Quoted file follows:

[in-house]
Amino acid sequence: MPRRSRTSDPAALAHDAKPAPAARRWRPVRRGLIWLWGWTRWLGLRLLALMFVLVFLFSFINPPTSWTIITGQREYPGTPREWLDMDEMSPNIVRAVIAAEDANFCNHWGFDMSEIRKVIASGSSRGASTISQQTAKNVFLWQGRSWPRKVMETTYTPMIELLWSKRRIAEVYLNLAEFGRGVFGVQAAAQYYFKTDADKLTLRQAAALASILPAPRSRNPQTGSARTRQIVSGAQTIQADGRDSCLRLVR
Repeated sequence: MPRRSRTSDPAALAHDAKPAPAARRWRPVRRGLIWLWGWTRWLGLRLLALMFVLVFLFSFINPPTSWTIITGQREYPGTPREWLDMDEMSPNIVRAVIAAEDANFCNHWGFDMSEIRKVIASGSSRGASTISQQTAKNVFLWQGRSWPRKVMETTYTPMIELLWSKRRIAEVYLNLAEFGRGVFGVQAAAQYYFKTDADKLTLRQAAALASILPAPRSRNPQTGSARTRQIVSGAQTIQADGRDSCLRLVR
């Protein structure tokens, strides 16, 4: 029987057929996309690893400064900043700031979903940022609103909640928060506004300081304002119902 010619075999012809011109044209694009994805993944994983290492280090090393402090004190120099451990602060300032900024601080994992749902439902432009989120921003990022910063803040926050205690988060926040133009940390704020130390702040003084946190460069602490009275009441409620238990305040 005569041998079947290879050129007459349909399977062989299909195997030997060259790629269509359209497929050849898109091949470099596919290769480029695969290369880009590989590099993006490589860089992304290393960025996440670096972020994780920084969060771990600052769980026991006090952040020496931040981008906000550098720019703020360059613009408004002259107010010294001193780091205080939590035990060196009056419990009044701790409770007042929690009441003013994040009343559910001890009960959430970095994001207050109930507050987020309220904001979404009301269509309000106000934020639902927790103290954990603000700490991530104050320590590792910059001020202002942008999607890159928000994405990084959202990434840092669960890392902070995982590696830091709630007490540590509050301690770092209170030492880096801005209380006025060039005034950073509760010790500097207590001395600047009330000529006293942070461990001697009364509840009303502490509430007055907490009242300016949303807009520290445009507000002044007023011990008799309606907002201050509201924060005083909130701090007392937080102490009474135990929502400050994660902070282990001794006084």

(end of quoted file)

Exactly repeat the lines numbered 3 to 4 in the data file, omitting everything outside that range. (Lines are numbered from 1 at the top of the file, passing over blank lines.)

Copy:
Repeated sequence: MPRRSRTSDPAALAHDAKPAPAARRWRPVRRGLIWLWGWTRWLGLRLLALMFVLVFLFSFINPPTSWTIITGQREYPGTPREWLDMDEMSPNIVRAVIAAEDANFCNHWGFDMSEIRKVIASGSSRGASTISQQTAKNVFLWQGRSWPRKVMETTYTPMIELLWSKRRIAEVYLNLAEFGRGVFGVQAAAQYYFKTDADKLTLRQAAALASILPAPRSRNPQTGSARTRQIVSGAQTIQADGRDSCLRLVR
């Protein structure tokens, strides 16, 4: 029987057929996309690893400064900043700031979903940022609103909640928060506004300081304002119902 010619075999012809011109044209694009994805993944994983290492280090090393402090004190120099451990602060300032900024601080994992749902439902432009989120921003990022910063803040926050205690988060926040133009940390704020130390702040003084946190460069602490009275009441409620238990305040 005569041998079947290879050129007459349909399977062989299909195997030997060259790629269509359209497929050849898109091949470099596919290769480029695969290369880009590989590099993006490589860089992304290393960025996440670096972020994780920084969060771990600052769980026991006090952040020496931040981008906000550098720019703020360059613009408004002259107010010294001193780091205080939590035990060196009056419990009044701790409770007042929690009441003013994040009343559910001890009960959430970095994001207050109930507050987020309220904001979404009301269509309000106000934020639902927790103290954990603000700490991530104050320590590792910059001020202002942008999607890159928000994405990084959202990434840092669960890392902070995982590696830091709630007490540590509050301690770092209170030492880096801005209380006025060039005034950073509760010790500097207590001395600047009330000529006293942070461990001697009364509840009303502490509430007055907490009242300016949303807009520290445009507000002044007023011990008799309606907002201050509201924060005083909130701090007392937080102490009474135990929502400050994660902070282990001794006084």